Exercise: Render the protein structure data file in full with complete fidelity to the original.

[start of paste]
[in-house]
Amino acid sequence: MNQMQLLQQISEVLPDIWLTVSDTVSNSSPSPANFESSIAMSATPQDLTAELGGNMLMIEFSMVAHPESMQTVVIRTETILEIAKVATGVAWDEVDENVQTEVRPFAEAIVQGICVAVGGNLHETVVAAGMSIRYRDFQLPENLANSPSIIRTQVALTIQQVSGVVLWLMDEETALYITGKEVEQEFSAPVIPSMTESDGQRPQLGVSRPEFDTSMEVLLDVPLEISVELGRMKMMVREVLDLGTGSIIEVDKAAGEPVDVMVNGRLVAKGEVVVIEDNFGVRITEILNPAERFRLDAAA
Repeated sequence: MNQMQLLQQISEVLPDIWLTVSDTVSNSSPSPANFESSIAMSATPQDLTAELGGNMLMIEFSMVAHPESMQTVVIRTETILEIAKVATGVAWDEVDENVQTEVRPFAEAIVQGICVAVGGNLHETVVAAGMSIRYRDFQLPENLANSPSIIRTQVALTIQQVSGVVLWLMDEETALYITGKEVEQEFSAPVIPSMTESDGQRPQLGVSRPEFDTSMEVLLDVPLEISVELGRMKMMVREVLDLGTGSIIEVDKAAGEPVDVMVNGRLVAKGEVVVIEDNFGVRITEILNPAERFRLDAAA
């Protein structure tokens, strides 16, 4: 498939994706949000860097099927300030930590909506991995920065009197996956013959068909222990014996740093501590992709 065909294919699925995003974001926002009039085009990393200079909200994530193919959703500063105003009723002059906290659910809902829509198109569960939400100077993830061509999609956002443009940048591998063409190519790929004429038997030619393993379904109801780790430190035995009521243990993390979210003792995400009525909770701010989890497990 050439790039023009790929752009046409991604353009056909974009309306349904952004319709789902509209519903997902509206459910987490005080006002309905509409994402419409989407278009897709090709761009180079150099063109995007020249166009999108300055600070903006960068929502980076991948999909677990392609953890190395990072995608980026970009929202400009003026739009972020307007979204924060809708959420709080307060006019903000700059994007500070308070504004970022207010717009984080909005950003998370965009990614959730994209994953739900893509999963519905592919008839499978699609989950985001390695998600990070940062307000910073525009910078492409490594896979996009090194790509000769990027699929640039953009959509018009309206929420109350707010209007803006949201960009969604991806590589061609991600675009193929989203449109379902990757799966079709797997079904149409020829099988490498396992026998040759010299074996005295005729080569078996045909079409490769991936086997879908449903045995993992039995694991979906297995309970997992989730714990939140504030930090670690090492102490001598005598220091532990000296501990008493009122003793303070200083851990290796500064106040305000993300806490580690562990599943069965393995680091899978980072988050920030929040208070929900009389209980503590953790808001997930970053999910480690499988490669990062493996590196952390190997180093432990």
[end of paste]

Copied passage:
[in-house]
Amino acid sequence: MNQMQLLQQISEVLPDIWLTVSDTVSNSSPSPANFESSIAMSATPQDLTAELGGNMLMIEFSMVAHPESMQTVVIRTETILEIAKVATGVAWDEVDENVQTEVRPFAEAIVQGICVAVGGNLHETVVAAGMSIRYRDFQLPENLANSPSIIRTQVALTIQQVSGVVLWLMDEETALYITGKEVEQEFSAPVIPSMTESDGQRPQLGVSRPEFDTSMEVLLDVPLEISVELGRMKMMVREVLDLGTGSIIEVDKAAGEPVDVMVNGRLVAKGEVVVIEDNFGVRITEILNPAERFRLDAAA
Repeated sequence: MNQMQLLQQISEVLPDIWLTVSDTVSNSSPSPANFESSIAMSATPQDLTAELGGNMLMIEFSMVAHPESMQTVVIRTETILEIAKVATGVAWDEVDENVQTEVRPFAEAIVQGICVAVGGNLHETVVAAGMSIRYRDFQLPENLANSPSIIRTQVALTIQQVSGVVLWLMDEETALYITGKEVEQEFSAPVIPSMTESDGQRPQLGVSRPEFDTSMEVLLDVPLEISVELGRMKMMVREVLDLGTGSIIEVDKAAGEPVDVMVNGRLVAKGEVVVIEDNFGVRITEILNPAERFRLDAAA
């Protein structure tokens, strides 16, 4: 498939994706949000860097099927300030930590909506991995920065009197996956013959068909222990014996740093501590992709 065909294919699925995003974001926002009039085009990393200079909200994530193919959703500063105003009723002059906290659910809902829509198109569960939400100077993830061509999609956002443009940048591998063409190519790929004429038997030619393993379904109801780790430190035995009521243990993390979210003792995400009525909770701010989890497990 050439790039023009790929752009046409991604353009056909974009309306349904952004319709789902509209519903997902509206459910987490005080006002309905509409994402419409989407278009897709090709761009180079150099063109995007020249166009999108300055600070903006960068929502980076991948999909677990392609953890190395990072995608980026970009929202400009003026739009972020307007979204924060809708959420709080307060006019903000700059994007500070308070504004970022207010717009984080909005950003998370965009990614959730994209994953739900893509999963519905592919008839499978699609989950985001390695998600990070940062307000910073525009910078492409490594896979996009090194790509000769990027699929640039953009959509018009309206929420109350707010209007803006949201960009969604991806590589061609991600675009193929989203449109379902990757799966079709797997079904149409020829099988490498396992026998040759010299074996005295005729080569078996045909079409490769991936086997879908449903045995993992039995694991979906297995309970997992989730714990939140504030930090670690090492102490001598005598220091532990000296501990008493009122003793303070200083851990290796500064106040305000993300806490580690562990599943069965393995680091899978980072988050920030929040208070929900009389209980503590953790808001997930970053999910480690499988490669990062493996590196952390190997180093432990």